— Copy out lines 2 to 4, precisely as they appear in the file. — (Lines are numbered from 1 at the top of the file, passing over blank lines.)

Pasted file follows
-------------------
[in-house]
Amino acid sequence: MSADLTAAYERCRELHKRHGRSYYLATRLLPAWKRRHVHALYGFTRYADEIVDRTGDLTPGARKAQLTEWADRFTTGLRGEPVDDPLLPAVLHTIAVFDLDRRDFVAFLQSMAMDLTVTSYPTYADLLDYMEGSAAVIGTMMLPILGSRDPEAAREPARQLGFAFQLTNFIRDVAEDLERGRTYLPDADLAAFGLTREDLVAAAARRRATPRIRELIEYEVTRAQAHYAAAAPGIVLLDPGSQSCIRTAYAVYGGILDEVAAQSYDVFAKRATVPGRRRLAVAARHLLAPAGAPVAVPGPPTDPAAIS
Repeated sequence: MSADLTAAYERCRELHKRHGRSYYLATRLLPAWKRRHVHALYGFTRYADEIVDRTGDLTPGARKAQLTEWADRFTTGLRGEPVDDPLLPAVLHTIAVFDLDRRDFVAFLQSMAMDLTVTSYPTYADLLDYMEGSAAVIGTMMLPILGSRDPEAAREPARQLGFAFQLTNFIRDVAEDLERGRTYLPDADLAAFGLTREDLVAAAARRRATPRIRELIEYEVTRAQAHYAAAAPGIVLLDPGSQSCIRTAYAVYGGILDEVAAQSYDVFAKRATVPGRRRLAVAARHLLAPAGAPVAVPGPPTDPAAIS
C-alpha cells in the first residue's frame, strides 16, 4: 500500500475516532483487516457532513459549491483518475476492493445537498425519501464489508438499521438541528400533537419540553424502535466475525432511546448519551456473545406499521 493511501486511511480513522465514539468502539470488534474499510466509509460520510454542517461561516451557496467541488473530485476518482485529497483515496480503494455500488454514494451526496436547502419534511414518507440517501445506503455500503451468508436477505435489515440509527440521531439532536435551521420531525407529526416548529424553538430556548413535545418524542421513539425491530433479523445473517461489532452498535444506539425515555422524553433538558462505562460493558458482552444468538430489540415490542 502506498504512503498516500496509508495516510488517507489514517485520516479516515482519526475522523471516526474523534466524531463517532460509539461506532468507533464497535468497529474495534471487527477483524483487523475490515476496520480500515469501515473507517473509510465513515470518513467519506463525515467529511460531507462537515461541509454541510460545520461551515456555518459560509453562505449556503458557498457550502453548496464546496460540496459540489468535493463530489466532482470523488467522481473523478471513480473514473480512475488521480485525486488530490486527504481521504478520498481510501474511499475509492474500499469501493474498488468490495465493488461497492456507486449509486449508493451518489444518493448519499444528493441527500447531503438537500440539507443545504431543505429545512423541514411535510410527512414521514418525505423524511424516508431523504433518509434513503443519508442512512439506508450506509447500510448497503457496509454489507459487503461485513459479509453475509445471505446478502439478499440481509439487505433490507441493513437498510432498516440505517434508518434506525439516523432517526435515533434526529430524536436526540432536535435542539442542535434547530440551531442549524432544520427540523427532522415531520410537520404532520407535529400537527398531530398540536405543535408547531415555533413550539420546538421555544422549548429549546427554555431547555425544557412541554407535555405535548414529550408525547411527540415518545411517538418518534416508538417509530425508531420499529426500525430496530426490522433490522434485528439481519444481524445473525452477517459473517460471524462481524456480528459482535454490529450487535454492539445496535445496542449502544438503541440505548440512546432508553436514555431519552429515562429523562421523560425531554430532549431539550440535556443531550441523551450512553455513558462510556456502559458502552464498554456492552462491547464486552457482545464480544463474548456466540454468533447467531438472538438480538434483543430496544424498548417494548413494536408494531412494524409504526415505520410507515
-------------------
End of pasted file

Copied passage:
Amino acid sequence: MSADLTAAYERCRELHKRHGRSYYLATRLLPAWKRRHVHALYGFTRYADEIVDRTGDLTPGARKAQLTEWADRFTTGLRGEPVDDPLLPAVLHTIAVFDLDRRDFVAFLQSMAMDLTVTSYPTYADLLDYMEGSAAVIGTMMLPILGSRDPEAAREPARQLGFAFQLTNFIRDVAEDLERGRTYLPDADLAAFGLTREDLVAAAARRRATPRIRELIEYEVTRAQAHYAAAAPGIVLLDPGSQSCIRTAYAVYGGILDEVAAQSYDVFAKRATVPGRRRLAVAARHLLAPAGAPVAVPGPPTDPAAIS
Repeated sequence: MSADLTAAYERCRELHKRHGRSYYLATRLLPAWKRRHVHALYGFTRYADEIVDRTGDLTPGARKAQLTEWADRFTTGLRGEPVDDPLLPAVLHTIAVFDLDRRDFVAFLQSMAMDLTVTSYPTYADLLDYMEGSAAVIGTMMLPILGSRDPEAAREPARQLGFAFQLTNFIRDVAEDLERGRTYLPDADLAAFGLTREDLVAAAARRRATPRIRELIEYEVTRAQAHYAAAAPGIVLLDPGSQSCIRTAYAVYGGILDEVAAQSYDVFAKRATVPGRRRLAVAARHLLAPAGAPVAVPGPPTDPAAIS
C-alpha cells in the first residue's frame, strides 16, 4: 500500500475516532483487516457532513459549491483518475476492493445537498425519501464489508438499521438541528400533537419540553424502535466475525432511546448519551456473545406499521 493511501486511511480513522465514539468502539470488534474499510466509509460520510454542517461561516451557496467541488473530485476518482485529497483515496480503494455500488454514494451526496436547502419534511414518507440517501445506503455500503451468508436477505435489515440509527440521531439532536435551521420531525407529526416548529424553538430556548413535545418524542421513539425491530433479523445473517461489532452498535444506539425515555422524553433538558462505562460493558458482552444468538430489540415490542 502506498504512503498516500496509508495516510488517507489514517485520516479516515482519526475522523471516526474523534466524531463517532460509539461506532468507533464497535468497529474495534471487527477483524483487523475490515476496520480500515469501515473507517473509510465513515470518513467519506463525515467529511460531507462537515461541509454541510460545520461551515456555518459560509453562505449556503458557498457550502453548496464546496460540496459540489468535493463530489466532482470523488467522481473523478471513480473514473480512475488521480485525486488530490486527504481521504478520498481510501474511499475509492474500499469501493474498488468490495465493488461497492456507486449509486449508493451518489444518493448519499444528493441527500447531503438537500440539507443545504431543505429545512423541514411535510410527512414521514418525505423524511424516508431523504433518509434513503443519508442512512439506508450506509447500510448497503457496509454489507459487503461485513459479509453475509445471505446478502439478499440481509439487505433490507441493513437498510432498516440505517434508518434506525439516523432517526435515533434526529430524536436526540432536535435542539442542535434547530440551531442549524432544520427540523427532522415531520410537520404532520407535529400537527398531530398540536405543535408547531415555533413550539420546538421555544422549548429549546427554555431547555425544557412541554407535555405535548414529550408525547411527540415518545411517538418518534416508538417509530425508531420499529426500525430496530426490522433490522434485528439481519444481524445473525452477517459473517460471524462481524456480528459482535454490529450487535454492539445496535445496542449502544438503541440505548440512546432508553436514555431519552429515562429523562421523560425531554430532549431539550440535556443531550441523551450512553455513558462510556456502559458502552464498554456492552462491547464486552457482545464480544463474548456466540454468533447467531438472538438480538434483543430496544424498548417494548413494536408494531412494524409504526415505520410507515